The hosts file is a text file that maps hostnames to IP addresses.
Upon typing a url address on the browser, the system will first check if there is a relevant entry on the hosts file and gets the corresponding IP address, else it resolves the IP via the active connection’s DNS servers.
The hosts file can be edited to block certain hostnames (like ad-serving/malicious hosts), or used for web development purposes, i.e. to redirect domains to local addresses.
Editing the hosts file
Editing the hosts file in Mac OS X, is a pretty easy task, especially if you are familiar with the terminal. (Tested on Leopard/Snow Leopard/Lion)
Step 1 – Open the Terminal.app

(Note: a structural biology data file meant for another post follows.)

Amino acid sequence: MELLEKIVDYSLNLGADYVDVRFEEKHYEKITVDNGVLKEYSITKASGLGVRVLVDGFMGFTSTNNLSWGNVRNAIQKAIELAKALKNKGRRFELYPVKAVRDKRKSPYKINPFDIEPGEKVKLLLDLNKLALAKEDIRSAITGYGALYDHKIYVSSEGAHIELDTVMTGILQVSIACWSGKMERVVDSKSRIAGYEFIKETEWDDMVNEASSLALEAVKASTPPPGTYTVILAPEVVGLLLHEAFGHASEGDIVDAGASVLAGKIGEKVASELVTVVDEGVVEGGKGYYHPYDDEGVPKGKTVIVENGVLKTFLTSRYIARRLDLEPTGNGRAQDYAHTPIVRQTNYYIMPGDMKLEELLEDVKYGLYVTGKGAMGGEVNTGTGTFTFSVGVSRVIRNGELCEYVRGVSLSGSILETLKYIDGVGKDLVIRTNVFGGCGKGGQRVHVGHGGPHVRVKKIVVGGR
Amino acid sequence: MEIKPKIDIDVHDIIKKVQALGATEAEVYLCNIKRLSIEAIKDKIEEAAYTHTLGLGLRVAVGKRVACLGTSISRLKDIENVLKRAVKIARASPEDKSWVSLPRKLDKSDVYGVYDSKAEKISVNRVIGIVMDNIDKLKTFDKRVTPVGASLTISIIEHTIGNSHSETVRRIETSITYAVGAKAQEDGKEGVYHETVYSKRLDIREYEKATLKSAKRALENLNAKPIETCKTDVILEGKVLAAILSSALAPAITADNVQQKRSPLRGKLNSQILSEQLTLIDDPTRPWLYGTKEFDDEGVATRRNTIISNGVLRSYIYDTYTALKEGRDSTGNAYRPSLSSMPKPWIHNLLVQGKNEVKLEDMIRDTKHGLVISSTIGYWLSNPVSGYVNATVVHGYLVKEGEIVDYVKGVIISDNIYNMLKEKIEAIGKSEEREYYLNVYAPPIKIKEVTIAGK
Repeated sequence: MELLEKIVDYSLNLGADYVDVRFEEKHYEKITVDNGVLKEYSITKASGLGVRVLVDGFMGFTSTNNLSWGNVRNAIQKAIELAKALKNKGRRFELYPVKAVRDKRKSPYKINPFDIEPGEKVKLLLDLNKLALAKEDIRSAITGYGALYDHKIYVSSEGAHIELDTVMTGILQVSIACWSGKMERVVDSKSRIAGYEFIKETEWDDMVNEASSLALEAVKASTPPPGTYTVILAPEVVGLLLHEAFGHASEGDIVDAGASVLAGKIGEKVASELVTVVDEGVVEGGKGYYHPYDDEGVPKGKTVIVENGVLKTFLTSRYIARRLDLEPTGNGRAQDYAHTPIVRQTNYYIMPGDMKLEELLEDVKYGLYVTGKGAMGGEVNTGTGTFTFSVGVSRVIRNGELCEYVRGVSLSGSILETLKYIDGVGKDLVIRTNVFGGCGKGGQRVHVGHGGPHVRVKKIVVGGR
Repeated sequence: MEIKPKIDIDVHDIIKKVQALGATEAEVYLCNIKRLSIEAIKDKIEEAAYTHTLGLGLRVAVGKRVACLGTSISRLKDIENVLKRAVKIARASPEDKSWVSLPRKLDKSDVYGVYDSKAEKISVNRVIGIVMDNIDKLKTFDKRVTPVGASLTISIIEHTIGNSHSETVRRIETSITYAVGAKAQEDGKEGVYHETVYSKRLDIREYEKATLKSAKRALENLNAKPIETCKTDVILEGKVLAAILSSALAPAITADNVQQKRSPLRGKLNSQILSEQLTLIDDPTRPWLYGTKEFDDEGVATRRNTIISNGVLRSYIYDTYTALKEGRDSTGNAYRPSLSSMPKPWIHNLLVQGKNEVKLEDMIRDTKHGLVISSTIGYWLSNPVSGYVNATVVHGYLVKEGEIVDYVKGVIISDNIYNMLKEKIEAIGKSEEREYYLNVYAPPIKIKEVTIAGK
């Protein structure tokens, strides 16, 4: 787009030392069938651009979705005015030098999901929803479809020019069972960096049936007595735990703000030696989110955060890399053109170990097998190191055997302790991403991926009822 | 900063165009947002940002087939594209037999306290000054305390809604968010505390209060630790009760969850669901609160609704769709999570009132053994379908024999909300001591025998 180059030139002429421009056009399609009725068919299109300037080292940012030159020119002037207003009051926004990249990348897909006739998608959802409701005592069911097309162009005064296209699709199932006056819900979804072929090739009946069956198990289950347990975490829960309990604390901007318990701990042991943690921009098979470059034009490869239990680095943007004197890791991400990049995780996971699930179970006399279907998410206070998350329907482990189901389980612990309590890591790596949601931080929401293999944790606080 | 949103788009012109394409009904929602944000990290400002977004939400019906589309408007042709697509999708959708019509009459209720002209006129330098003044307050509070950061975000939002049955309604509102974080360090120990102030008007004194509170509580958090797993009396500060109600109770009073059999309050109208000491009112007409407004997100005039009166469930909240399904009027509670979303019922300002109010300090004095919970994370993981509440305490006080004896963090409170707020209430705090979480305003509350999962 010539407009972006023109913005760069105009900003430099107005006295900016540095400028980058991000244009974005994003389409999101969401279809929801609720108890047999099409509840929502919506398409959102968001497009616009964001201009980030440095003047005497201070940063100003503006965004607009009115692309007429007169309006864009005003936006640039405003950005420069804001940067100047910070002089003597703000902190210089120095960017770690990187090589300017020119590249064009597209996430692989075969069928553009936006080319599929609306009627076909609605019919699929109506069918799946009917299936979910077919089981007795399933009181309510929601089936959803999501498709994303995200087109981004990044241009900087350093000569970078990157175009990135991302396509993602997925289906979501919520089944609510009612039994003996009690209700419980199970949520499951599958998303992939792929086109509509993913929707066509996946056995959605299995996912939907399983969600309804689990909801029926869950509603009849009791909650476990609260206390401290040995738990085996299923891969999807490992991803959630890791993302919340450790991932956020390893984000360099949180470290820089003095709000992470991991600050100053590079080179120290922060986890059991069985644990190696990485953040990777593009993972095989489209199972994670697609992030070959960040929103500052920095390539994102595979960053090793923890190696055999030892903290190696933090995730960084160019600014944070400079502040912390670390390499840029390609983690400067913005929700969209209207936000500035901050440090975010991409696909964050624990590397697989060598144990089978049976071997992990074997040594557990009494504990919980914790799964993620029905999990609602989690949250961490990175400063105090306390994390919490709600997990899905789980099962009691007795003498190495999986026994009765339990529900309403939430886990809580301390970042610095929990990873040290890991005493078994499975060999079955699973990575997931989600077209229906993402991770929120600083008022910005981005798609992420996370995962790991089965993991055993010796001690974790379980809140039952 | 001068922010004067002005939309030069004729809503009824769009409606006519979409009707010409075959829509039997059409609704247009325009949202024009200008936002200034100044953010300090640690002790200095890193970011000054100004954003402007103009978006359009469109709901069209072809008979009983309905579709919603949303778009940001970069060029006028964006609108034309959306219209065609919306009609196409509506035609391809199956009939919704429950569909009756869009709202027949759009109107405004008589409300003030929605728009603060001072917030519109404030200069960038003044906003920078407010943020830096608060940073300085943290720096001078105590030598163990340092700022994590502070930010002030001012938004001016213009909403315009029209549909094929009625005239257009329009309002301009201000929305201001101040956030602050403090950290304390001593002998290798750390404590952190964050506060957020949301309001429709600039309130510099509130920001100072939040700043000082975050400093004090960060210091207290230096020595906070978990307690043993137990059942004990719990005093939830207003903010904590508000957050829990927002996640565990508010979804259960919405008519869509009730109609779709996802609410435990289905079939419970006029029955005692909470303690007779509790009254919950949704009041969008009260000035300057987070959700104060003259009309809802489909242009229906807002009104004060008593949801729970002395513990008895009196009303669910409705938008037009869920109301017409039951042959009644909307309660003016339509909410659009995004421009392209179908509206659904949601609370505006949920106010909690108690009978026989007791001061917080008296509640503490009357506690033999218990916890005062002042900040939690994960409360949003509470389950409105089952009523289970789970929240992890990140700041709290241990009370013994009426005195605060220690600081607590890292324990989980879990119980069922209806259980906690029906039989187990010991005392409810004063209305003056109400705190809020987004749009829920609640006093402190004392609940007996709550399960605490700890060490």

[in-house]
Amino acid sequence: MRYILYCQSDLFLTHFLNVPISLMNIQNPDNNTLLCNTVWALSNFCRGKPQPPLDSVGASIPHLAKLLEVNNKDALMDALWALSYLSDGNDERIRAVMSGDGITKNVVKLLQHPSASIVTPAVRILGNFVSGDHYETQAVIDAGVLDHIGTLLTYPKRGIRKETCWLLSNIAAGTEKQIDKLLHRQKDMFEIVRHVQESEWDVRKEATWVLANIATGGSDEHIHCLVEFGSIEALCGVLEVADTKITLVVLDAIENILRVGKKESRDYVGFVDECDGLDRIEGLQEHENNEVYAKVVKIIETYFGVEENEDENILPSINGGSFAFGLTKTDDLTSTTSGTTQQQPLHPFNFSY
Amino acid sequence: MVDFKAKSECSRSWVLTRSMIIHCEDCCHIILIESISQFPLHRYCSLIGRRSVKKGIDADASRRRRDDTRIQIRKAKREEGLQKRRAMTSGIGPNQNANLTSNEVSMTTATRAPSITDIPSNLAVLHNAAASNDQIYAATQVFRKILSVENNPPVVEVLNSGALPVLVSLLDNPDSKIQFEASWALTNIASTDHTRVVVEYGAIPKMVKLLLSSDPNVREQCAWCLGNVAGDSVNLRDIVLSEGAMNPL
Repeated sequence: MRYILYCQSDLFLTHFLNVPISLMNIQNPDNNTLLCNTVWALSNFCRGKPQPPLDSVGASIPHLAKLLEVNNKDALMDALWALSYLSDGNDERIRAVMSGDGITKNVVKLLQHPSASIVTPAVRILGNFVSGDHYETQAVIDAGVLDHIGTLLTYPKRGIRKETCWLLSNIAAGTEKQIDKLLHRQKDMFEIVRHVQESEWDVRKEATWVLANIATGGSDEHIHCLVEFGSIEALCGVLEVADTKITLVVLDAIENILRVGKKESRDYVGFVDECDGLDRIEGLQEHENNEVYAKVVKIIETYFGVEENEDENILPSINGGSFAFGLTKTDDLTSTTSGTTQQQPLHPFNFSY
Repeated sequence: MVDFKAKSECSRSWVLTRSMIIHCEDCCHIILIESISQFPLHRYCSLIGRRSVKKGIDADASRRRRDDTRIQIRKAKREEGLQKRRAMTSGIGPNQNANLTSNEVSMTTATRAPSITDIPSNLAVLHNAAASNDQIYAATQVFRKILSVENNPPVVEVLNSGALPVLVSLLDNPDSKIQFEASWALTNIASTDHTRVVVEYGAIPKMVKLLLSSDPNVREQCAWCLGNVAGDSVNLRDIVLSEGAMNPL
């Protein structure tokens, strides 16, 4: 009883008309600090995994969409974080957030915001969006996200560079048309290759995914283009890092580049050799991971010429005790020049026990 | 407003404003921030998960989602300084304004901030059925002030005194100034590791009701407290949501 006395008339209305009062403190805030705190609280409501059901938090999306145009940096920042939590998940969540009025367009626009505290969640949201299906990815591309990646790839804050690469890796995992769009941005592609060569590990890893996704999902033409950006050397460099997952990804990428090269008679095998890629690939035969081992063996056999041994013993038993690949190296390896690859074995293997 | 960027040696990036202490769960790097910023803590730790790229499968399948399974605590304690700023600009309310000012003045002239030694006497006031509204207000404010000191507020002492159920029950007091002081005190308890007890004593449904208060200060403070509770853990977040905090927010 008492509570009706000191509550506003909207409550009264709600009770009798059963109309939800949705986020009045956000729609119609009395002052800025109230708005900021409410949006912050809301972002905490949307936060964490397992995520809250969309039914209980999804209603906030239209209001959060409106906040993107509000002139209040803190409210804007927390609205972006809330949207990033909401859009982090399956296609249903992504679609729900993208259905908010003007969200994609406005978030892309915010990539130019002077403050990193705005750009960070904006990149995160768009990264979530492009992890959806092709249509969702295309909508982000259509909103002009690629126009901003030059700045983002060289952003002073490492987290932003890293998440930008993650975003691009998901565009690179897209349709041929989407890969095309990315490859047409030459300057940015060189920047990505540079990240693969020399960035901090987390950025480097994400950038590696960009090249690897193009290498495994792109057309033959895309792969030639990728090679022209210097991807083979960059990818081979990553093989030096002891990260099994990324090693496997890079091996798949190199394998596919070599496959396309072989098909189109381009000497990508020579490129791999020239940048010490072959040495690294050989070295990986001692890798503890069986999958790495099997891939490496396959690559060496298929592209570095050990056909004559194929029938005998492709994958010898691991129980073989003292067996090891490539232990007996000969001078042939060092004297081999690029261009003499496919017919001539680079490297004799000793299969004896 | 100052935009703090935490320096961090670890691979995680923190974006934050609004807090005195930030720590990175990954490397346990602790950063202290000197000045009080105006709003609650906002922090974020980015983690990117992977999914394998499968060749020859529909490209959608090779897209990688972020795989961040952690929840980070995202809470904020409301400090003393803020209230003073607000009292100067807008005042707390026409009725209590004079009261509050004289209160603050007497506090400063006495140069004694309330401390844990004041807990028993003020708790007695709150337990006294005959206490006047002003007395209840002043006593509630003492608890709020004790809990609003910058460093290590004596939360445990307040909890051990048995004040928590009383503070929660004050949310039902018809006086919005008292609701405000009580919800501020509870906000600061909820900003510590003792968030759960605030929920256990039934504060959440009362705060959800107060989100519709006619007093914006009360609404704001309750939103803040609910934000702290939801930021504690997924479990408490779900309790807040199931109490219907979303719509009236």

Either by typing “Terminal” on the Spotlight, or by going into Applications -> Utilities -> Terminal.
Step 2 – Open the hosts file
Open the hosts file by typing on the Terminal that you have just opened:
$ sudo nano /private/etc/hosts
Type your user password when prompted.
Step 3 – Edit the hosts file
The hosts file contains some comments (lines starting with the # symbol), as well as some default hostname mappings (e.g. 127.0.0.1 – localhost).
Simply append your new mappings underneath the default ones. Or edit one of the default values if you know what you are doing!
You can navigate the file using the arrow keys.
Step 4 – Save the hosts file
When done editing the hosts file, press control-o to save the file.
Press enter on the filename prompt, and control-x to exit the editor.
Step 5 – Flush the DNS cache
You can issue a simple Terminal command to flush the DNS cache, and have your host file changes to take immediate effect:
$ dscacheutil -flushcache
And you’re done!